When I started to make my own money, I started to go on vacation with friends and my boyfriend. It was a different mentality going on vacation on my own dime. On the one hand I felt free, on the other hand I was constrained by the costs. But it was adventurous, and not bound by any rigid schedule. I went on vacations with people who were compatable travelling companions and had a great time. Lots of sightseeing, shopping, walking, eating.

Then there was vacations with a baby. Daniel was six months old. We travelled across the continent to visit family and lugged with us tons of baby gear. Catching up with family was great, but I hardly had time to relax. During the trip, we rented a condo with an view of the Pacific Ocean and took off on our own for a few days. It was a blissful few days.

We vacationed with Daniel again before he turned 2. He could walk and talk. Which meant he could whine and throw tandrums, and he certainly did. We still had to bring lots of gear. And we soon found out how difficult it was to stay in a house that was not baby proofed and did not have any toys.

I managed to sneak in short vacations without my child. It was a guilty pleasure. I could finally dine at upscale restaurants and order drinks! But I did miss the little guy every day and carried a picture of him with me.

I decided to be brave and took my 3 year old boy and my 4 month old baby on vacation. On my third trip to bathroom on the airplane to change the kids' diaper it suddenly dawned on me what a disaster the whole trip was! On this vacation both kids fell ill.

I have conceded that my relaxing and fun-filled vacation days are over. For the forseeable years to come.

The Importance of Kindergarten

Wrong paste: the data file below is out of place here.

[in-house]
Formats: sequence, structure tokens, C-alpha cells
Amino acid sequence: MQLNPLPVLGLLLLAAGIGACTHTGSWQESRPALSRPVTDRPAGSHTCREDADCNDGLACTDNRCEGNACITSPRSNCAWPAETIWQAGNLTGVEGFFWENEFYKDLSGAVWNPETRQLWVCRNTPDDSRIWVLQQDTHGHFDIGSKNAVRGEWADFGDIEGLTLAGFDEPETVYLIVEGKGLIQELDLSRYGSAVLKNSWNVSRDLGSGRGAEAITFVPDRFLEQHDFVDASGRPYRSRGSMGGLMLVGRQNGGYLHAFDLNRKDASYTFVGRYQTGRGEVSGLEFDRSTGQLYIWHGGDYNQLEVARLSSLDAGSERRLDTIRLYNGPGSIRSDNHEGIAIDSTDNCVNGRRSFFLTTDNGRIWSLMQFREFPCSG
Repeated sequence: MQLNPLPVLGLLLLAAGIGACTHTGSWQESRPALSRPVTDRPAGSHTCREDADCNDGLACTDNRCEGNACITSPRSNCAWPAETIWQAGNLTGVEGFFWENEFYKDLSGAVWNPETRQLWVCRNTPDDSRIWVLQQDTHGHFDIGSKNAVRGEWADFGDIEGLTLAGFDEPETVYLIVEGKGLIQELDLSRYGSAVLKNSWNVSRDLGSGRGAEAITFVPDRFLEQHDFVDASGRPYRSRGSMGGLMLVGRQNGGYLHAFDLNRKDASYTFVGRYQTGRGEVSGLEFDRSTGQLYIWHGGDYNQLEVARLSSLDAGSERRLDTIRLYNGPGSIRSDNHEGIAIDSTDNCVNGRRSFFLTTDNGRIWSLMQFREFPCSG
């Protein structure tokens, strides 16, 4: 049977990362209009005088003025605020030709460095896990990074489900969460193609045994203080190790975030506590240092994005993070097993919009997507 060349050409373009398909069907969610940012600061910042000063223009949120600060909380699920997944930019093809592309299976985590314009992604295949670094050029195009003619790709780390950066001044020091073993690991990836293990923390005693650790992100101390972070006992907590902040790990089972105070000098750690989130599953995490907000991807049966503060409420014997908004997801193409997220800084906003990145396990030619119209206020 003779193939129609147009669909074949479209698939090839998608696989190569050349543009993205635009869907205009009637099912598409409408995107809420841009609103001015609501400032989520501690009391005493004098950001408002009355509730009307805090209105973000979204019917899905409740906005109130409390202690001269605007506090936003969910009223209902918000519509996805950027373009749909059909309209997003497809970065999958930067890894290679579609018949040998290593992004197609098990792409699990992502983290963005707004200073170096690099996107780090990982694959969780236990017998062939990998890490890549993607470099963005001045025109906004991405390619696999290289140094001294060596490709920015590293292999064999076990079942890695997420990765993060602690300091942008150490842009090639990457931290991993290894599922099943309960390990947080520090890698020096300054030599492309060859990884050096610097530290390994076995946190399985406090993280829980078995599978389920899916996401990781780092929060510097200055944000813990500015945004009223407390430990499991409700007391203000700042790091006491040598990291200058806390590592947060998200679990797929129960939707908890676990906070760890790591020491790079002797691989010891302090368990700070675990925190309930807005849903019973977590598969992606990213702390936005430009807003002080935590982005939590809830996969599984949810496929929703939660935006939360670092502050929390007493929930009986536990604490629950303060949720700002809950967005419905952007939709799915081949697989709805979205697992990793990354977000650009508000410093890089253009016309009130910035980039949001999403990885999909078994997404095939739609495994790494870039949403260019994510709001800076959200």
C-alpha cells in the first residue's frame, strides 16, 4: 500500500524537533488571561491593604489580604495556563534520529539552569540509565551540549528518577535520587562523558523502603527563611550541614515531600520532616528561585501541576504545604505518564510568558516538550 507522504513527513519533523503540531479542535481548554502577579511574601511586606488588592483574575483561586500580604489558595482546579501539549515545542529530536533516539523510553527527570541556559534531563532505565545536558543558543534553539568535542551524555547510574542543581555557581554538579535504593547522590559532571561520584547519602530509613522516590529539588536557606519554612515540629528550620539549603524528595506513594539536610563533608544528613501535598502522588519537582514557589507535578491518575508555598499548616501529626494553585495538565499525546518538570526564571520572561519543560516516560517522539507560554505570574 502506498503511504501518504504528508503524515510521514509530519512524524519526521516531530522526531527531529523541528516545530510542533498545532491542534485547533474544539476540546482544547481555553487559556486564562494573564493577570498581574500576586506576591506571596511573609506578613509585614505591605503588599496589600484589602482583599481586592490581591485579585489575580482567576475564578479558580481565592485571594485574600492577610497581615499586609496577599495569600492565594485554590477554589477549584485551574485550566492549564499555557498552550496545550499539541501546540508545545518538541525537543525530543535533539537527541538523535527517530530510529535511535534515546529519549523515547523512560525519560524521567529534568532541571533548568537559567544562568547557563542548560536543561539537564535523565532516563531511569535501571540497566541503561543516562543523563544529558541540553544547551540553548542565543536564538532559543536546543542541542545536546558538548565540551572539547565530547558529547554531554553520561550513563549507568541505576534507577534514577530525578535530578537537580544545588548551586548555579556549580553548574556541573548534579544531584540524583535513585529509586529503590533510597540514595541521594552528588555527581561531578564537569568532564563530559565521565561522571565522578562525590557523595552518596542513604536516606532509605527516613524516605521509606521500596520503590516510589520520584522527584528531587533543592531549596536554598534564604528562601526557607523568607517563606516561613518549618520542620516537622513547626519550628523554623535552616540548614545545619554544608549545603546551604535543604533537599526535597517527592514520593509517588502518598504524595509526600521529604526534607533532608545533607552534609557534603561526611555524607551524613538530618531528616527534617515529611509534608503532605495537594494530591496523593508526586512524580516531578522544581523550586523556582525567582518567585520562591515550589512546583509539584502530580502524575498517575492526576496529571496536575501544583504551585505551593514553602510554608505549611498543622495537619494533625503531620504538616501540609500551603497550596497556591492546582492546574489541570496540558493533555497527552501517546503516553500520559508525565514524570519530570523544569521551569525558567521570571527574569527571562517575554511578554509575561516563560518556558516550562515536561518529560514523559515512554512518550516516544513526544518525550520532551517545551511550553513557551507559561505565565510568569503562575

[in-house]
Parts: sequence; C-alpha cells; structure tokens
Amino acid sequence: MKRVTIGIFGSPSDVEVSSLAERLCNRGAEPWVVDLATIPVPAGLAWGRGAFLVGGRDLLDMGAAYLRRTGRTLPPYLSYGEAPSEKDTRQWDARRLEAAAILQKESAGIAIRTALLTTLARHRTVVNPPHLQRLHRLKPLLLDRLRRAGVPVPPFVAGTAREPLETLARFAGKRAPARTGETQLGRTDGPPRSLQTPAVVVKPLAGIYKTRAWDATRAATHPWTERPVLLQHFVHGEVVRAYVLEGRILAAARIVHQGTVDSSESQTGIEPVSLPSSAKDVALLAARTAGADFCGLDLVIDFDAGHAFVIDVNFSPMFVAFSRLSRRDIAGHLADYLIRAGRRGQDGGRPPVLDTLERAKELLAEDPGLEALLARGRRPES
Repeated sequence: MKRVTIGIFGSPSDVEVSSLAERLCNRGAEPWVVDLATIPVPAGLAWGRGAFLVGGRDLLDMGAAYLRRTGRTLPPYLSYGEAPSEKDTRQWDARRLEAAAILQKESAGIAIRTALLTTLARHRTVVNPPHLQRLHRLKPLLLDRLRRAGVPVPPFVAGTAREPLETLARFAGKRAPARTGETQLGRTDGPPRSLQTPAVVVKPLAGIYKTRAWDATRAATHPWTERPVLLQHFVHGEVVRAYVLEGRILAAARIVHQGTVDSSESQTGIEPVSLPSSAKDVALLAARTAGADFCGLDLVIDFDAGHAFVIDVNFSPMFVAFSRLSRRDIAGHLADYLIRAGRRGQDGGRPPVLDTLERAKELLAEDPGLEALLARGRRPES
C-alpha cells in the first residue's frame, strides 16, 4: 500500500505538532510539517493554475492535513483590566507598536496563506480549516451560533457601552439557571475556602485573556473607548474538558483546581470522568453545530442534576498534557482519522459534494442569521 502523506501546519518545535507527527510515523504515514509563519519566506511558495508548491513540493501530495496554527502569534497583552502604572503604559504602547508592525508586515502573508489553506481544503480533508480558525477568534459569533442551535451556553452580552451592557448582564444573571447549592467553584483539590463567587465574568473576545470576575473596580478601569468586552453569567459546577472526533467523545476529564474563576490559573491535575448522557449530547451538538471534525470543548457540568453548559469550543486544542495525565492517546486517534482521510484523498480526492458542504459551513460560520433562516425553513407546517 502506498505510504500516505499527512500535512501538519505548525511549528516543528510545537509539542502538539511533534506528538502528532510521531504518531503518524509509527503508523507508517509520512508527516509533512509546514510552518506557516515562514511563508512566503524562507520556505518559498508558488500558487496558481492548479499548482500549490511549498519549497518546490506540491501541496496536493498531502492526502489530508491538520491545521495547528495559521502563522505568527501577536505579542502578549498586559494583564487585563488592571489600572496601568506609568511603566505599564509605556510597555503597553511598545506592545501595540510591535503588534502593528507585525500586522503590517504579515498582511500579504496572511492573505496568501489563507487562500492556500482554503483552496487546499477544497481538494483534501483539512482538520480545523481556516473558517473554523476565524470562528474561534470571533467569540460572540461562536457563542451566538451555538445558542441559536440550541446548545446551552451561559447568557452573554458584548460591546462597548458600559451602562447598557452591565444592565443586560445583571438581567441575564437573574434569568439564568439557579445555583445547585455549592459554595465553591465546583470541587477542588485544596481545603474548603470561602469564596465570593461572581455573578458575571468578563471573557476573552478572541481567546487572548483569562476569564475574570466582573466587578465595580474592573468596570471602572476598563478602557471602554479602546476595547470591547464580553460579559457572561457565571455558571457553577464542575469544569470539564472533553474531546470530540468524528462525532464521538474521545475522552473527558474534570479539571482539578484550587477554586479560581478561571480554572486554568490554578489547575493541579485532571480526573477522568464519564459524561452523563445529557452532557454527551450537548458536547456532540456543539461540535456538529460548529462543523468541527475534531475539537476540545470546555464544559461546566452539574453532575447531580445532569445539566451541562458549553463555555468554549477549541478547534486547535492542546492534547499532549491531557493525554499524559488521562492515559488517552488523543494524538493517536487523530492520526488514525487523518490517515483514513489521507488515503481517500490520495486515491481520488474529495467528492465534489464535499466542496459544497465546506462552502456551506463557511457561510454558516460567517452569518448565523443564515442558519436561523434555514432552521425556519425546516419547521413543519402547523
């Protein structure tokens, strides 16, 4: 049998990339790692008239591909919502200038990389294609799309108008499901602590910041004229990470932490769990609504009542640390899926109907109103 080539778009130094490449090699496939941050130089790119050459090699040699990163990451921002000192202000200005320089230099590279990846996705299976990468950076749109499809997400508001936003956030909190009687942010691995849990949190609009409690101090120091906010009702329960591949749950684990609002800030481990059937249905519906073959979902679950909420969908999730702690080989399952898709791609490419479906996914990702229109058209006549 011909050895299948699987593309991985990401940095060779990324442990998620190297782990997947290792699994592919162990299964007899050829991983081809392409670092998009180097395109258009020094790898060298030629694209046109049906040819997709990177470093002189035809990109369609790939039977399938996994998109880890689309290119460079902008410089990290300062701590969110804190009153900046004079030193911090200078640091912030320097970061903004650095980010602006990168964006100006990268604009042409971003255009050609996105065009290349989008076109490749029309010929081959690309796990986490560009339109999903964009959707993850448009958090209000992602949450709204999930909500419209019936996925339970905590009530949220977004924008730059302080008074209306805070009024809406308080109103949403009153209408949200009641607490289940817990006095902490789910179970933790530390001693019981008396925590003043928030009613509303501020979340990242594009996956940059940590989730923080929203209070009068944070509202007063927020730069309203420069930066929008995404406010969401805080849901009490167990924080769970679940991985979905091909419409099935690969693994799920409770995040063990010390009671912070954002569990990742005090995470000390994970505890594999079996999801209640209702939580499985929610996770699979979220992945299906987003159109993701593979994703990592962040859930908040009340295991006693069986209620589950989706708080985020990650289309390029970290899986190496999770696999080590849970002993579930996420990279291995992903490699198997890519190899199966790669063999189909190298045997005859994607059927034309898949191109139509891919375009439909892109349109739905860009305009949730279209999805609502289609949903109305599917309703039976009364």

It's January already. Have you registered you child for Kindergarten yet? I find it yet another source of stress to have research, decide, and register my 3 year old for JK so early in the year.

My son is currently attending a private pre-school 2 mornings a week. He loves it there, and there's a Montessori component as well. What shall we do? Shall we continue paying extra to send him there? Or shall we enroll him in the public school?

I checked the Grades 3 and 6 students' test scores for all the schools in our area. 65 being the average score for English and Math in Ontario in Grade 3, our home school scored in the low 50s. Not good.

One school with a French immersion track scored consistently in the 80s. But we are not located in its school boundary. I know one parent who borrowed someone else's address in order to get her son into that school. Tough luck getting in for us.

I chatted with parents in our neighbourhood. Most of them send their kids to the Catholic school. I checked with the Catholic school board. A valid baptismal certificate is a registration requirement. My mom is a non-practising Catholic (she was baptised so that she could attend a prestigous Catholic school in Hong Kong) and my dad is a Baptist. I attended Anglican schools from pre-school to Grade 13 in 3 different continents. But I was never baptised. My husband is a devout atheist. So, Catholic school is out.